on the loose


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on the loose

Having been freed from some restraint or free in an environment with the potential to cause mischief, damage, or harm. Every time the Navy boat pulls into the harbor, there are sailors on the loose all over the city. There are reports of a large bear on the loose in the lower mountain town.
See also: loose, on
Farlex Dictionary of Idioms. © 2015 Farlex, Inc, all rights reserved.

on the loose

running around free. Look out! There is a bear on the loose from the zoo. Most kids enjoy being on the loose when they go to college.
See also: loose, on
McGraw-Hill Dictionary of American Idioms and Phrasal Verbs. © 2002 by The McGraw-Hill Companies, Inc.

on the loose

1. At large, free, as in That dog of theirs is on the loose all the time. [Second half of 1800s]
2. Acting without restraint, as in After the game the players were in town, on the loose. [Mid-1700s]
See also: loose, on
The American Heritage® Dictionary of Idioms by Christine Ammer. Copyright © 2003, 1997 by The Christine Ammer 1992 Trust. Published by Houghton Mifflin Harcourt Publishing Company. All rights reserved.

on the loose

COMMON
1. If a dangerous person or animal is on the loose, they are free because they have escaped from somewhere. The person who carried out those awful murders is still on the loose. There was a lion on the loose in the building.
2. If someone is on the loose, they are not being controlled or looked after by anyone and they are free to behave however they want. The movie is about a young boy on the loose in New York.
See also: loose, on
Collins COBUILD Idioms Dictionary, 3rd ed. © HarperCollins Publishers 2012

(be) on the ˈloose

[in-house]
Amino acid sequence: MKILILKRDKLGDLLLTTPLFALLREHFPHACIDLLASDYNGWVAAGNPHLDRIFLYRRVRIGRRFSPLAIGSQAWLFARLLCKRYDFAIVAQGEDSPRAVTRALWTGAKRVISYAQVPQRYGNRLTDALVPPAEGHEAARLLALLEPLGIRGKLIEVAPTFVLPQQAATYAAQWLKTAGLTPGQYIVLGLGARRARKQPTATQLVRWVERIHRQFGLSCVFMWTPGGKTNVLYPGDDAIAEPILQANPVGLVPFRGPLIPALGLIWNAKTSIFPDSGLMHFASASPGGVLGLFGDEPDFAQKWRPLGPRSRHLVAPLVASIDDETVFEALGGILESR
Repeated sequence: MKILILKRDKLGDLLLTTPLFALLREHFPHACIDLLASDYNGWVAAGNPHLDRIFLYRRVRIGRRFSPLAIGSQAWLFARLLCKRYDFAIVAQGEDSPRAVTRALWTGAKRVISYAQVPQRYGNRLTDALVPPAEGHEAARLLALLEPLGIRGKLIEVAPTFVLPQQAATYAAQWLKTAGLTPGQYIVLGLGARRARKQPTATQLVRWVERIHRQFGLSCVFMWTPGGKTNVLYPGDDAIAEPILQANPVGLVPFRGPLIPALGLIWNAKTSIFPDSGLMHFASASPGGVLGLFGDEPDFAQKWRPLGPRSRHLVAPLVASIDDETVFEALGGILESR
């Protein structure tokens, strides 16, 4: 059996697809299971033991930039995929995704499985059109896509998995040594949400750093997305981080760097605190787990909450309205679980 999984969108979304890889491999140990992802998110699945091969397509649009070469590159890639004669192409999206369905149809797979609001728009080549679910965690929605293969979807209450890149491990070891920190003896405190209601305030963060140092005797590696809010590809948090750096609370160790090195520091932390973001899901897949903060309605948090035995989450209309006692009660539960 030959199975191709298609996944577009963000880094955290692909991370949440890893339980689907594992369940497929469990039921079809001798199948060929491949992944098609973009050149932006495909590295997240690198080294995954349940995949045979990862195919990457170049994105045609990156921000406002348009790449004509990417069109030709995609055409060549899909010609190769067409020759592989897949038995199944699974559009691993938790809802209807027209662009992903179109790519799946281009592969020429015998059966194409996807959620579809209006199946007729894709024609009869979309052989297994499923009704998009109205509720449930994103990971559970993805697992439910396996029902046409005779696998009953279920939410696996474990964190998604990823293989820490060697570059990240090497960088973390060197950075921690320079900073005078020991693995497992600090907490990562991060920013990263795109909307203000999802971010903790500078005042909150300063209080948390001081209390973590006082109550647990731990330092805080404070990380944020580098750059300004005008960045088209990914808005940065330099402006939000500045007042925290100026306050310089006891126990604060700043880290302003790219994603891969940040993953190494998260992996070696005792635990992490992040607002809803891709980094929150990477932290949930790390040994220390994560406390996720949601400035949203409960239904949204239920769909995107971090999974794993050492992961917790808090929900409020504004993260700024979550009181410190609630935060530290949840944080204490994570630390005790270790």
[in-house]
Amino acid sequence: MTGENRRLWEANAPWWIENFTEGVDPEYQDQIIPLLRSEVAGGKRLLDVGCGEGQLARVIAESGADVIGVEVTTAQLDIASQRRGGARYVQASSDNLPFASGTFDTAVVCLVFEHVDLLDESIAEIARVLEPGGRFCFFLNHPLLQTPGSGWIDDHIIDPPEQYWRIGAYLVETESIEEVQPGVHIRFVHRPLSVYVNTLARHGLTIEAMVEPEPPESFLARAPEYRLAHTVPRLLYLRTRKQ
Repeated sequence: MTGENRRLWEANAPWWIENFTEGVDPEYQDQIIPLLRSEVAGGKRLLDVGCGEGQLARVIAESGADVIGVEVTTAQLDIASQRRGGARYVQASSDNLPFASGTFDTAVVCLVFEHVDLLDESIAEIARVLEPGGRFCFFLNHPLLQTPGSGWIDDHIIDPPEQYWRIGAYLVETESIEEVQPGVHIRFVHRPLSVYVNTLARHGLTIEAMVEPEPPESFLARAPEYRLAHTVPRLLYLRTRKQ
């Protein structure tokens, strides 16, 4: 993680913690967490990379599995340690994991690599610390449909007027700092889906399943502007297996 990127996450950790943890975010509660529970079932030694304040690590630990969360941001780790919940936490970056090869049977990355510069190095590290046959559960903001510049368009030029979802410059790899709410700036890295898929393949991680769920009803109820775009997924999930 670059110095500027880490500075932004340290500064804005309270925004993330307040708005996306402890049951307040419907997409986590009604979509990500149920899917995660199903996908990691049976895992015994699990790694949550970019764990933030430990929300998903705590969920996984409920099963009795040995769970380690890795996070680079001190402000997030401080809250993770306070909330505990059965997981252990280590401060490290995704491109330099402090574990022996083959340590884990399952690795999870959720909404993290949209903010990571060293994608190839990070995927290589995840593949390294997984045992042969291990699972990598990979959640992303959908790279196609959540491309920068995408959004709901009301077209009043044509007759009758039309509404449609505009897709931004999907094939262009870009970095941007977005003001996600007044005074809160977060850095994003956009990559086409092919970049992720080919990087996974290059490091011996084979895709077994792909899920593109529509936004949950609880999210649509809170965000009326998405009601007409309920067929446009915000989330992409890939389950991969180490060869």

1 (of an escaped prisoner, animal, etc.) be free: There are ten prisoners on the loose. OPPOSITE: under lock and key
2 be enjoying a period of freedom from your normal life or usual rules and restrictions: Her boyfriend’s on the loose in Paris this weekend, but she doesn’t seem to mind.
See also: loose, on
Farlex Partner Idioms Dictionary © Farlex 2017

on the loose

1. At large; free.
2. Acting in an uninhibited fashion.
See also: loose, on
American Heritage® Dictionary of the English Language, Fifth Edition. Copyright © 2016 by Houghton Mifflin Harcourt Publishing Company. Published by Houghton Mifflin Harcourt Publishing Company. All rights reserved.

on the loose

Not constrained by responsibilities, free to indulge oneself. This seemingly modern slangy expression dates from the mid-1700s, when it could also mean to live by prostitution. That may or not have been intended by John Cleland when he wrote, “The giddy wildness of young girls once got upon the loose” (Memoirs of a Woman of Pleasure, 1749).
See also: loose, on
The Dictionary of Clichés by Christine Ammer Copyright © 2013 by Christine Ammer
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